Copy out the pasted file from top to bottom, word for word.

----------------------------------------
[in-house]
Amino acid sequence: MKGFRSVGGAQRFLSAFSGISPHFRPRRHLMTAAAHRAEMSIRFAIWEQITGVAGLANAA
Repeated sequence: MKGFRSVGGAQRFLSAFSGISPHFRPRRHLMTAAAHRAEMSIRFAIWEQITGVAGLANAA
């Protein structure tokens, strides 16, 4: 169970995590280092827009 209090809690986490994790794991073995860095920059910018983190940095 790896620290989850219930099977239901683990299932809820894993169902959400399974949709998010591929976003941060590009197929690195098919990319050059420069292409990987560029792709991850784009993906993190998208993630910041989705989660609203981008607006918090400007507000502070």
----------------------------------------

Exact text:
[in-house]
Amino acid sequence: MKGFRSVGGAQRFLSAFSGISPHFRPRRHLMTAAAHRAEMSIRFAIWEQITGVAGLANAA
Repeated sequence: MKGFRSVGGAQRFLSAFSGISPHFRPRRHLMTAAAHRAEMSIRFAIWEQITGVAGLANAA
């Protein structure tokens, strides 16, 4: 169970995590280092827009 209090809690986490994790794991073995860095920059910018983190940095 790896620290989850219930099977239901683990299932809820894993169902959400399974949709998010591929976003941060590009197929690195098919990319050059420069292409990987560029792709991850784009993906993190998208993630910041989705989660609203981008607006918090400007507000502070």